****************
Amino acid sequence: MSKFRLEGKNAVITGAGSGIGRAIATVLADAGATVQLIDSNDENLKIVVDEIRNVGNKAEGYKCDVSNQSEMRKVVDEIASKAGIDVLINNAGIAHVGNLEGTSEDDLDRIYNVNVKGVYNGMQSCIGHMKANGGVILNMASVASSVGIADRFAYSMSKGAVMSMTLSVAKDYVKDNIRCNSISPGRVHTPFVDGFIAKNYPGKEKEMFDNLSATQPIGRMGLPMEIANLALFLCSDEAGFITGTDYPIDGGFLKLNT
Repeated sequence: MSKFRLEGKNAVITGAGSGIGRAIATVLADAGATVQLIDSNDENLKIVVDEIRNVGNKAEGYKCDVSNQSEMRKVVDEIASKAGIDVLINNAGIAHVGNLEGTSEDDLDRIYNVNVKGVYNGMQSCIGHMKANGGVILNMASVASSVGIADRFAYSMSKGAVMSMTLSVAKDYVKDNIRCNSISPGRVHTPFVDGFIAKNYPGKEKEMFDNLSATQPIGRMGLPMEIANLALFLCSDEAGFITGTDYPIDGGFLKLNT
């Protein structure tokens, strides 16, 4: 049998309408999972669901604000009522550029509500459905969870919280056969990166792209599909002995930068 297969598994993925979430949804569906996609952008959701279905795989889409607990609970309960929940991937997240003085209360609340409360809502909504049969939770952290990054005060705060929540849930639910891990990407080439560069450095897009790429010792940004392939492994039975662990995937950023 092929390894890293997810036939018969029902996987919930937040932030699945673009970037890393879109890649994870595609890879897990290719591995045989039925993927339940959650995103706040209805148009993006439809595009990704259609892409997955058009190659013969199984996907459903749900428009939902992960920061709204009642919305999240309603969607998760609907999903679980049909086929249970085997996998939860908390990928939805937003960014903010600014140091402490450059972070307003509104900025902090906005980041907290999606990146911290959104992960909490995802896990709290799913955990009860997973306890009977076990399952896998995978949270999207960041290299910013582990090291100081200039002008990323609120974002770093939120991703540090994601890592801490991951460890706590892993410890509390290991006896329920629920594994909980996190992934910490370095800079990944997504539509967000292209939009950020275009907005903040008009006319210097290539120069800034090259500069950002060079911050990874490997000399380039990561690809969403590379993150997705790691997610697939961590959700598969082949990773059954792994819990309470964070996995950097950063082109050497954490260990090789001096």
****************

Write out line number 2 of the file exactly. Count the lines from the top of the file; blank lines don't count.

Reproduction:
Repeated sequence: MSKFRLEGKNAVITGAGSGIGRAIATVLADAGATVQLIDSNDENLKIVVDEIRNVGNKAEGYKCDVSNQSEMRKVVDEIASKAGIDVLINNAGIAHVGNLEGTSEDDLDRIYNVNVKGVYNGMQSCIGHMKANGGVILNMASVASSVGIADRFAYSMSKGAVMSMTLSVAKDYVKDNIRCNSISPGRVHTPFVDGFIAKNYPGKEKEMFDNLSATQPIGRMGLPMEIANLALFLCSDEAGFITGTDYPIDGGFLKLNT